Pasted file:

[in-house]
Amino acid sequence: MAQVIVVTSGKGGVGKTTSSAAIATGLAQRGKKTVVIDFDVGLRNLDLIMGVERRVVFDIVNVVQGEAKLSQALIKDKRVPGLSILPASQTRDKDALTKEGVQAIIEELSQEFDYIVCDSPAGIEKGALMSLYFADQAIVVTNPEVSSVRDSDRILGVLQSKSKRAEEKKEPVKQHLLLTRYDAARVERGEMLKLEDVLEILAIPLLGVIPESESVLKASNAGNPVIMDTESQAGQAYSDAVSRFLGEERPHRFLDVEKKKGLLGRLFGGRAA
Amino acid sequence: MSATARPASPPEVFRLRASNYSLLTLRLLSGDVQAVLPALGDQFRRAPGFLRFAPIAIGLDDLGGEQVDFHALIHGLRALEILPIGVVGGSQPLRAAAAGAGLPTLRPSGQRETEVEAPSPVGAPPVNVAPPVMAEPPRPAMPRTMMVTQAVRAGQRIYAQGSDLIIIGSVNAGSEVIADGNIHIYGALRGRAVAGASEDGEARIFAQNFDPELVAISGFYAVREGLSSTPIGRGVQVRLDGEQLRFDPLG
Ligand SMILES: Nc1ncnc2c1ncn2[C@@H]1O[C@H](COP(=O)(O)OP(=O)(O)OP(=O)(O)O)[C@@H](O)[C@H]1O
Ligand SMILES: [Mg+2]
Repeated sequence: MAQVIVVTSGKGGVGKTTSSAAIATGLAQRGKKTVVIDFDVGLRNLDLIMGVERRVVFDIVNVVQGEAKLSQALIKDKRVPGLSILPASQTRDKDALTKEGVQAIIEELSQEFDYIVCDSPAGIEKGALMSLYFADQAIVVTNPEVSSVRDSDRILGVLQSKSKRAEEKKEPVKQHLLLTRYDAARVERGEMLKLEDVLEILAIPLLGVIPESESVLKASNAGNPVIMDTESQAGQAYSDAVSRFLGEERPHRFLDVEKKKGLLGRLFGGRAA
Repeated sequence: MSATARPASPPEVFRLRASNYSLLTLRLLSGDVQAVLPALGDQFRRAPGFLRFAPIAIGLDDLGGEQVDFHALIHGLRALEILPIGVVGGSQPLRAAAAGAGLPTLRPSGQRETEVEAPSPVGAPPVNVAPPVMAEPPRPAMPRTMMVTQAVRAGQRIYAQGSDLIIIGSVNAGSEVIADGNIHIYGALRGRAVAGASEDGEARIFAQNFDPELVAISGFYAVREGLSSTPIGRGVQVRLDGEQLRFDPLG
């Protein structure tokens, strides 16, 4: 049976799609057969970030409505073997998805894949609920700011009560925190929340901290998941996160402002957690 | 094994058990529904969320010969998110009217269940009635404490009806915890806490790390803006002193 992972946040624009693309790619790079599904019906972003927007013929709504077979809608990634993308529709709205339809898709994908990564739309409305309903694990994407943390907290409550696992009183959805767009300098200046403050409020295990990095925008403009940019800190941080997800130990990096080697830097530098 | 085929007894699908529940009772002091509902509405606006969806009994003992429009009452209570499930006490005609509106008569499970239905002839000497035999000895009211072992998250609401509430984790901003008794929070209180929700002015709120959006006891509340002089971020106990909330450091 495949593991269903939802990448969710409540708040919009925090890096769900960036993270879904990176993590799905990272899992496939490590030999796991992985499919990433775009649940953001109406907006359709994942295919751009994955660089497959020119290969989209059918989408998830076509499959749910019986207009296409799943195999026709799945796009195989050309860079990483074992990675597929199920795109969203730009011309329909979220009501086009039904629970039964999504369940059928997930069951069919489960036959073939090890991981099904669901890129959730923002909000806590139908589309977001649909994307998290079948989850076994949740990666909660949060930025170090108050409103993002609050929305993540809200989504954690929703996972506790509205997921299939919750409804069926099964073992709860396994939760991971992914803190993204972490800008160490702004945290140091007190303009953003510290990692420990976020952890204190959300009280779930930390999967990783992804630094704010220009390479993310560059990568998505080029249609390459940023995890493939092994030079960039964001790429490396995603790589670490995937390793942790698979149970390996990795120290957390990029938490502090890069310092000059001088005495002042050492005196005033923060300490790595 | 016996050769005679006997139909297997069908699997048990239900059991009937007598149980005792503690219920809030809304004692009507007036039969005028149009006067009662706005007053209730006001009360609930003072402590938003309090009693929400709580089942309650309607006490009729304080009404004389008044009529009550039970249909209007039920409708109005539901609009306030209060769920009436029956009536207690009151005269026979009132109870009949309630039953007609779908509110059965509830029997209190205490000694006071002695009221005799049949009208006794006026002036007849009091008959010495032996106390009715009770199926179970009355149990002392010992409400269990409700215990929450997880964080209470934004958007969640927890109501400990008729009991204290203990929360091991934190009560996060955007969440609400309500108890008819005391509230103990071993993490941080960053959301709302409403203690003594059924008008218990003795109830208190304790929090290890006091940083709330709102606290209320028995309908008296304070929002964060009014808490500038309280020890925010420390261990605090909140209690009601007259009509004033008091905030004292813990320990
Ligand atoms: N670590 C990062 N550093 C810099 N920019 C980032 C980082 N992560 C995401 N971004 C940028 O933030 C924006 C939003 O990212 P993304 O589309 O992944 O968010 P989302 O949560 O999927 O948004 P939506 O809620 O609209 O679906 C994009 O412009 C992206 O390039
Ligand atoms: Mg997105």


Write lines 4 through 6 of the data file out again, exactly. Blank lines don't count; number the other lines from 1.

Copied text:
Ligand SMILES: Nc1ncnc2c1ncn2[C@@H]1O[C@H](COP(=O)(O)OP(=O)(O)OP(=O)(O)O)[C@@H](O)[C@H]1O
Ligand SMILES: [Mg+2]
Repeated sequence: MAQVIVVTSGKGGVGKTTSSAAIATGLAQRGKKTVVIDFDVGLRNLDLIMGVERRVVFDIVNVVQGEAKLSQALIKDKRVPGLSILPASQTRDKDALTKEGVQAIIEELSQEFDYIVCDSPAGIEKGALMSLYFADQAIVVTNPEVSSVRDSDRILGVLQSKSKRAEEKKEPVKQHLLLTRYDAARVERGEMLKLEDVLEILAIPLLGVIPESESVLKASNAGNPVIMDTESQAGQAYSDAVSRFLGEERPHRFLDVEKKKGLLGRLFGGRAA